The technology to convert sunlight into electricity was developed in the 19th century, but it was only in the second half of the 20th century that development accelerated behind the need to provide reliable supplies of electricity in remote locations, to satellites in space to homes and businesses in Australia.
Solar panels have been installed on the rooftops of houses and other buildings in Australia since the 1970s. The Clean Energy Council celebrated in 2013 that fact that more than 1,000,000 solar panel systems had been installed across Australia.
A solar power system is made up of multiple photovoltaic (PV) panels, a Dc to AC power converter (called inverter) and a rack system that holds the PV panels in place.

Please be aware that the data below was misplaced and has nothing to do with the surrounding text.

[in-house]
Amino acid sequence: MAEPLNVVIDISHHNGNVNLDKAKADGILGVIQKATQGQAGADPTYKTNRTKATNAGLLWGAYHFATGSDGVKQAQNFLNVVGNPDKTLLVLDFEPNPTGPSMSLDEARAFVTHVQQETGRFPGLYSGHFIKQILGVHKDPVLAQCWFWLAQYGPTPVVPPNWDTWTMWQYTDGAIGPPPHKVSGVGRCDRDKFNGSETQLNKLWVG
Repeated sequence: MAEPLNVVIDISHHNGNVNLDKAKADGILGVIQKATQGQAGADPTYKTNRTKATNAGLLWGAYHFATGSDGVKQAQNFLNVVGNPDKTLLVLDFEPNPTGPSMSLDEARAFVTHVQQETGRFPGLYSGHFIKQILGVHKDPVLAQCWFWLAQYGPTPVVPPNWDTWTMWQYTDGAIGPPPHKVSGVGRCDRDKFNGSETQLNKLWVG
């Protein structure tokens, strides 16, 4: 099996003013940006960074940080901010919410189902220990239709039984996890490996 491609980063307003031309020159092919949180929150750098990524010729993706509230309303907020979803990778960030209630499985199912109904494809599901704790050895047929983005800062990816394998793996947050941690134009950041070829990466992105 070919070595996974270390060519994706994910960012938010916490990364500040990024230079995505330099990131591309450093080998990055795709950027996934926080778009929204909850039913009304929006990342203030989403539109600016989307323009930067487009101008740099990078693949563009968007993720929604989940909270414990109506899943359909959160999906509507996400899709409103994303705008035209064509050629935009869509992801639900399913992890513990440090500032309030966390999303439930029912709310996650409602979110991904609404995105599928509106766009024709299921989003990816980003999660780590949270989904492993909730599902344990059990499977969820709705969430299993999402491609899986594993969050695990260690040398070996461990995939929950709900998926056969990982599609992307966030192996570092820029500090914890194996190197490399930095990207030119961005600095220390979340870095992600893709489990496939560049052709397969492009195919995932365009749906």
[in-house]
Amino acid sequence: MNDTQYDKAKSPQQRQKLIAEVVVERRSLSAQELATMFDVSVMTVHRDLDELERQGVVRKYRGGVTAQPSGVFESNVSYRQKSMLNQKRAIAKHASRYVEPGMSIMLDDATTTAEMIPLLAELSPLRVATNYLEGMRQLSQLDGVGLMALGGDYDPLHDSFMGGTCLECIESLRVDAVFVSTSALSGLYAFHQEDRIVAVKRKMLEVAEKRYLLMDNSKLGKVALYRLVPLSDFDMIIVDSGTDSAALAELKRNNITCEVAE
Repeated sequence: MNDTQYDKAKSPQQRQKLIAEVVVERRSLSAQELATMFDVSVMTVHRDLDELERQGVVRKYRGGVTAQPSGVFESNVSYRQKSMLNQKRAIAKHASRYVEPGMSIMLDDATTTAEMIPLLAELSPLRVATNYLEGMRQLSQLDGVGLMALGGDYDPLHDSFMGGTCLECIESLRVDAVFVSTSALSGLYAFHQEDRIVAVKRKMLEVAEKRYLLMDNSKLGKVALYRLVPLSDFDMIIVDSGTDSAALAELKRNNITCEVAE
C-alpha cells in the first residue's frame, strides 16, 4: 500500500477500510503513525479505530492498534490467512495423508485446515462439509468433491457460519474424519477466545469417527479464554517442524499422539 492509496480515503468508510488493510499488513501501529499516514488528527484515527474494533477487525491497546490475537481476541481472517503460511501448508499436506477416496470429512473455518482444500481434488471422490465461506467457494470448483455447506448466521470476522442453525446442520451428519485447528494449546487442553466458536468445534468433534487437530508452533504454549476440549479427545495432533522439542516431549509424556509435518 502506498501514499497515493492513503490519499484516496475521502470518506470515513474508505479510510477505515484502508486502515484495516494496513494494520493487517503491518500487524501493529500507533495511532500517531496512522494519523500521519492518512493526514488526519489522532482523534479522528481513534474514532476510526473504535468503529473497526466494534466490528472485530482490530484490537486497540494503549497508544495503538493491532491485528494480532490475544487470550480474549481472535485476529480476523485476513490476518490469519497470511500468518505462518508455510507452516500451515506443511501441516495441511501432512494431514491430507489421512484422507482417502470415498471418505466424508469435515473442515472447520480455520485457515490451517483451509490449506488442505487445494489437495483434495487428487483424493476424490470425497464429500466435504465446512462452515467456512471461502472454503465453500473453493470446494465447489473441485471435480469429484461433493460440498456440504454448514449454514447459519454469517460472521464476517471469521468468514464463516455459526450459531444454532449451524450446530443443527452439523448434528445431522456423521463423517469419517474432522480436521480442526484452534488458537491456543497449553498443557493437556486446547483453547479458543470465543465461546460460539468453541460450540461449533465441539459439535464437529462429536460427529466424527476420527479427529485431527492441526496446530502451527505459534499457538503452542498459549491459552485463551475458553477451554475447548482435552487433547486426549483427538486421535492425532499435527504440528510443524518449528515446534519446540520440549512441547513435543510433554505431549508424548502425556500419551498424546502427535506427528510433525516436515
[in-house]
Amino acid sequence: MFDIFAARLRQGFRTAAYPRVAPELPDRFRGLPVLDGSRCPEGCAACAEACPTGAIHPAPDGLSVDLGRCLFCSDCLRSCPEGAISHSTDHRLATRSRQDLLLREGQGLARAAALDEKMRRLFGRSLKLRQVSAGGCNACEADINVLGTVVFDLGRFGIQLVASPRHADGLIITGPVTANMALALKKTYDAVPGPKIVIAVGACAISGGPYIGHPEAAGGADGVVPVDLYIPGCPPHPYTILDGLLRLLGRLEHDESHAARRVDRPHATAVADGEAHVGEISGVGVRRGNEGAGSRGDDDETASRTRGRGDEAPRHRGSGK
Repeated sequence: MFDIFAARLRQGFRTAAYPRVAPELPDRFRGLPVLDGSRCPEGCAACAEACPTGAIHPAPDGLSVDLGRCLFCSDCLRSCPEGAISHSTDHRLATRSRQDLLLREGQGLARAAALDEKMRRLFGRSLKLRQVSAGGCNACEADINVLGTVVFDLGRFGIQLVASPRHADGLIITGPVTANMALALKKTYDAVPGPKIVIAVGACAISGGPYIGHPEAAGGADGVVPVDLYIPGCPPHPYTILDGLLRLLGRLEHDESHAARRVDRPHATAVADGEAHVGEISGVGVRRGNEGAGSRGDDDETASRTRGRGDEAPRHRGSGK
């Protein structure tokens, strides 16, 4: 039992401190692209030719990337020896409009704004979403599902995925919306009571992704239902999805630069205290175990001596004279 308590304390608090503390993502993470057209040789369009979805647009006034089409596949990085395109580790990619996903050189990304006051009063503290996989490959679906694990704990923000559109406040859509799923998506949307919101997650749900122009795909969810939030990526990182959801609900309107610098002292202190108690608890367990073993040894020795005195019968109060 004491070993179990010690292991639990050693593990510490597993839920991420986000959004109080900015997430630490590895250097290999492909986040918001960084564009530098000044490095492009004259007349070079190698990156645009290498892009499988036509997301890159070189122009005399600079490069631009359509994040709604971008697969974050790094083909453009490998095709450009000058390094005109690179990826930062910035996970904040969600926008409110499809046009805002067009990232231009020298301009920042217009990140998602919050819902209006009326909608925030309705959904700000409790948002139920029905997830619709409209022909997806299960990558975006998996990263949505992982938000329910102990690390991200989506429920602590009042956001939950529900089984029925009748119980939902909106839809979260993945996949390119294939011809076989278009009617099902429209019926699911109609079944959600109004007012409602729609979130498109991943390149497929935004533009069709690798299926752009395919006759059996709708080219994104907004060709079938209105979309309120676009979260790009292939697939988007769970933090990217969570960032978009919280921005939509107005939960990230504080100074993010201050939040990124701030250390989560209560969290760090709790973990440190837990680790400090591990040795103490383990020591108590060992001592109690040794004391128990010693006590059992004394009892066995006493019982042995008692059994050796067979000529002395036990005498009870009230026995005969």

Solar Photovoltaic (PV) panels are generally fitted on the roof. They should face in an easterly, northerly or westerly direction. The panels should be tilted at particular angles to maximize the amount of sunlight that hits the panels.
Solar PV panels on the roofs of homes and businesses generate clean electricity by converting the energy in sunlight. This conversion takes place within solar panels of specially fabricated materials that make up the solar panels. It is a process that requires no moving parts. In most cases solar panels are connected to the mains power supply through a device called a solar power inverter.
Solar panels are different to solar hot water systems, which are also mounted on household roof-tops but use the heat from the sun to provide hot water for household uses, in a similar principle like a hose in summer contains hot water after a few hours in the sun.
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